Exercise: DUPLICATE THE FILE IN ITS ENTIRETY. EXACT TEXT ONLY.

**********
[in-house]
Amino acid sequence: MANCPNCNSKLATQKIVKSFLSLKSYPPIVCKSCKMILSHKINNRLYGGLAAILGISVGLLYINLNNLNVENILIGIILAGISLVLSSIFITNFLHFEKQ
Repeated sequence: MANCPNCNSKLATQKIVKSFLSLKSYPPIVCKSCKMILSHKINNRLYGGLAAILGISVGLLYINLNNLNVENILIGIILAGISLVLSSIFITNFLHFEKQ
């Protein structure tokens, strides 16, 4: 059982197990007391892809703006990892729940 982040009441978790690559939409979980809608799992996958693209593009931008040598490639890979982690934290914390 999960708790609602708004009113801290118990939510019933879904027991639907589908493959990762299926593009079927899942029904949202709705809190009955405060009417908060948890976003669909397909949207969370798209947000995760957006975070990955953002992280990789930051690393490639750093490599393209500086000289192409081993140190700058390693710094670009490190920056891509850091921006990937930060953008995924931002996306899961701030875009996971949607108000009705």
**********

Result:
[in-house]
Amino acid sequence: MANCPNCNSKLATQKIVKSFLSLKSYPPIVCKSCKMILSHKINNRLYGGLAAILGISVGLLYINLNNLNVENILIGIILAGISLVLSSIFITNFLHFEKQ
Repeated sequence: MANCPNCNSKLATQKIVKSFLSLKSYPPIVCKSCKMILSHKINNRLYGGLAAILGISVGLLYINLNNLNVENILIGIILAGISLVLSSIFITNFLHFEKQ
């Protein structure tokens, strides 16, 4: 059982197990007391892809703006990892729940 982040009441978790690559939409979980809608799992996958693209593009931008040598490639890979982690934290914390 999960708790609602708004009113801290118990939510019933879904027991639907589908493959990762299926593009079927899942029904949202709705809190009955405060009417908060948890976003669909397909949207969370798209947000995760957006975070990955953002992280990789930051690393490639750093490599393209500086000289192409081993140190700058390693710094670009490190920056891509850091921006990937930060953008995924931002996306899961701030875009996971949607108000009705």